In her powerful book, E-Squared, Pam Grout stresses the importance of keeping your focus on what you want, not where you are. She likens this to being in Baton Rouge but wanting to get to New Orleans — which represents everything you desire.

“Just keep on walking towards New Orleans and don’t look back,” she advises.

That’s what I’m doing. Some days I only make it a few steps. Other days I cover fifty miles. What’s important is that I keep on moving forward.

As my dad always says, “You never know what you can accomplish as long as you keep on going. As soon as you quit, you have your answer.”

You can be sure I’m just getting started. I don’t care how long it takes or what form it takes. I CHOOSE TO SEE.

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Join my Health, Happiness and Passion Movement

Written By: ingridricks - Jan• 16•18

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After spending a lot of time dwelling on the negative, I’ve switched my focus to all of the positives in my life and it’s been making such a huge difference that I’ve decided to kick off a Health, Happiness and Passion blog.

My new blog, which focuses on daily Health, Happiness or Passion actions, has nothing to do with RP. But it has everything to do with living a Healthy, happy, Passion-Driven life, and expanding energy in that direction.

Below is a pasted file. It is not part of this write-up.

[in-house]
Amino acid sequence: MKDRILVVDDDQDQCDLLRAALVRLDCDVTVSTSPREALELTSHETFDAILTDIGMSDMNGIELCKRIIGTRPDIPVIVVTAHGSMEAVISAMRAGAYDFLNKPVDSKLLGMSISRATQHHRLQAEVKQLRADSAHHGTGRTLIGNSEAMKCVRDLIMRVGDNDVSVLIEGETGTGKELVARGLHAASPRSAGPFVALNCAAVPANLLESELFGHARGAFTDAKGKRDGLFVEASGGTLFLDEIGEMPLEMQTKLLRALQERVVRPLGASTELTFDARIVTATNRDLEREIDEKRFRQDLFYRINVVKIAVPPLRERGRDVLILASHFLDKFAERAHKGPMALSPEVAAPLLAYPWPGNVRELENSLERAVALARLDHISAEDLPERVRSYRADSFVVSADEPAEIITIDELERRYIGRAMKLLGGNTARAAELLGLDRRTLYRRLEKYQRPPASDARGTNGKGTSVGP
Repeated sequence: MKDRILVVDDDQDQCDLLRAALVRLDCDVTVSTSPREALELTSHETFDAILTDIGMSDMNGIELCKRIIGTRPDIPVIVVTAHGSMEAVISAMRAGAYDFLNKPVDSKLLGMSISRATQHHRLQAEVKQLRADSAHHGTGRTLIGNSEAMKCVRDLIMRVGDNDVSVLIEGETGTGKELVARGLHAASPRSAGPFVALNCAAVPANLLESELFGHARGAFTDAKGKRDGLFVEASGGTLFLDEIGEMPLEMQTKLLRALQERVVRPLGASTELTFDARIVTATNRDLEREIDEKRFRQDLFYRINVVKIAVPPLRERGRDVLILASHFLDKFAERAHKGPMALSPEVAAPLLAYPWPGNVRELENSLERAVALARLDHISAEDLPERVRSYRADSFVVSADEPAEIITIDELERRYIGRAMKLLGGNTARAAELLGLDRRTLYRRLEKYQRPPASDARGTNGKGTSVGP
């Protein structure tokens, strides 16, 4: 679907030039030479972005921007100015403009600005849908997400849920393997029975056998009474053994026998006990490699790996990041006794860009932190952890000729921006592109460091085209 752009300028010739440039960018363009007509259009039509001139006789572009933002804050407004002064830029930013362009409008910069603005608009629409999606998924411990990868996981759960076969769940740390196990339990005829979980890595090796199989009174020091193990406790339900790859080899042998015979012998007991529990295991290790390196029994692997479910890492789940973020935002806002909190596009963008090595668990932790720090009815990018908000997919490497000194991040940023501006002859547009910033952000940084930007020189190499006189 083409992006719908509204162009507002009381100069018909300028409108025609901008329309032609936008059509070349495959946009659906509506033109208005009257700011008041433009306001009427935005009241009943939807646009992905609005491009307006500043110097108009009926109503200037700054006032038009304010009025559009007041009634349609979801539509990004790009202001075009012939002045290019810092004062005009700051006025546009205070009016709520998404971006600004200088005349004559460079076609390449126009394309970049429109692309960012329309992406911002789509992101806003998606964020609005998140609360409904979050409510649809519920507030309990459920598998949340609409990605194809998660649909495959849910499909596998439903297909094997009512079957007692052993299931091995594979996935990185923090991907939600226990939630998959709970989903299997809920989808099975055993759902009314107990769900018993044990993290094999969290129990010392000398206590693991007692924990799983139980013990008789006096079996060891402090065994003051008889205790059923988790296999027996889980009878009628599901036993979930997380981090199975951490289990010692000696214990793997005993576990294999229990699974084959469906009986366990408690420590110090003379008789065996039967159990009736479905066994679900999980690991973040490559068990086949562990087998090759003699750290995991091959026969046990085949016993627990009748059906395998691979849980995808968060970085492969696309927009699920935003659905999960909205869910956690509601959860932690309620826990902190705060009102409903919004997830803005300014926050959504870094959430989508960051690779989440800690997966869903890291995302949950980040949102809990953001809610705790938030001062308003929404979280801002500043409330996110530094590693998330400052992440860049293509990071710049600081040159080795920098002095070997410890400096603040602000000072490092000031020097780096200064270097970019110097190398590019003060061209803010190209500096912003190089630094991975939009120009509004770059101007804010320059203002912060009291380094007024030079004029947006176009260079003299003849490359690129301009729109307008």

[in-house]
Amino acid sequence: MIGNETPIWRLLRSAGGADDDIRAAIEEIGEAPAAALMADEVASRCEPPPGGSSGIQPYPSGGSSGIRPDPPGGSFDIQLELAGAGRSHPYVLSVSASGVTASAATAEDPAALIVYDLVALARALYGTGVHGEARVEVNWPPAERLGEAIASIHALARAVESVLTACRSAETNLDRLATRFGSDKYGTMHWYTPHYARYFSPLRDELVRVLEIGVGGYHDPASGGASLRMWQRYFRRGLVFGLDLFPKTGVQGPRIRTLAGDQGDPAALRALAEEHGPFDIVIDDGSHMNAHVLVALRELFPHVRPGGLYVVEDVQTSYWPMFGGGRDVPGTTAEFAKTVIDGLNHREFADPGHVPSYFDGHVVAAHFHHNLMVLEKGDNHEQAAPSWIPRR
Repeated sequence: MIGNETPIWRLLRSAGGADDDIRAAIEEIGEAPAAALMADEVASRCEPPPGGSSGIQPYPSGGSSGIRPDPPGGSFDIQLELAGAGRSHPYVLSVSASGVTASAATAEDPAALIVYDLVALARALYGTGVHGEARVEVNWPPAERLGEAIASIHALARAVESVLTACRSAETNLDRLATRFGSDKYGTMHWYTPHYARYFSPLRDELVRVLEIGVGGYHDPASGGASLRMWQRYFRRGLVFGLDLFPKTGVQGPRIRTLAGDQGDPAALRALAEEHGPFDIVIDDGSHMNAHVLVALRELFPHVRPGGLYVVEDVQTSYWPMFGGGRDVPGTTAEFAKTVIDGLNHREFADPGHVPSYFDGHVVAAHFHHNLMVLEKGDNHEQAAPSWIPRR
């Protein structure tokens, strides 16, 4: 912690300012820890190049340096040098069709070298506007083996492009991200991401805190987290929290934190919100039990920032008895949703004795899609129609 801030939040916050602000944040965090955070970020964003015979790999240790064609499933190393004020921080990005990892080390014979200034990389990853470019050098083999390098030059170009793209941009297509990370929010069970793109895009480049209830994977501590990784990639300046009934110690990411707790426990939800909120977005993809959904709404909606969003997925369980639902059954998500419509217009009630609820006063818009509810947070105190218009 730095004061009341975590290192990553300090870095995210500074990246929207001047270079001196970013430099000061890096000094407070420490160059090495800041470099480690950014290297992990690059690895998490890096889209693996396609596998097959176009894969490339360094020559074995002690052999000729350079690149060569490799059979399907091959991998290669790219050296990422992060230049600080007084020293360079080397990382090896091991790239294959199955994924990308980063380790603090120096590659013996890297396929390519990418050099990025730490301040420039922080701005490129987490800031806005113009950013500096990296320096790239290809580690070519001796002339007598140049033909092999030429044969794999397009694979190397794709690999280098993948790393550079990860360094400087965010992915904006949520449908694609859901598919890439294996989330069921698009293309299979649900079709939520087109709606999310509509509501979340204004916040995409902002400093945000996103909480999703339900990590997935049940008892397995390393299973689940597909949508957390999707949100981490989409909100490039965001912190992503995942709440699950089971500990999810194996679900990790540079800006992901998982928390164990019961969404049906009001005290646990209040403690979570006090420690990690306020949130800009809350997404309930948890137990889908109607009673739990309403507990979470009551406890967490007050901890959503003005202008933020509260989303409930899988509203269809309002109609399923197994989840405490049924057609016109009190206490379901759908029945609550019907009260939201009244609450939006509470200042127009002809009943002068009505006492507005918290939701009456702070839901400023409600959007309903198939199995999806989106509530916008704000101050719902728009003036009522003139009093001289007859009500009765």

Want to join me? CLICK HERE.

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Healing from the Inside Out

Written By: ingridricks - May• 03•17

After spending four years fighting my RP like I’m in the fight of my life, I’ve started undergoing a major shift.

Thanks to Behnaz Esfehani, N.D., PhD, an intuitive and holistic healer who holds graduate degrees in education, psychology, and naturopathy, I’m realizing that I need to love my eyes – not fight against them, and that I need to stop viewing what I do for my vision as a chore or punishment.

Above all, she’s helped me to understand that I’ve been focusing way too much energy on my eyesight and that many of the things I’ve done to try to “fix” my eyesight have been driven by fear.

There is now a lot of scientific research around the mind/body connection and the power of the thoughts, emotions and energy we all carry inside us as it relates to our health.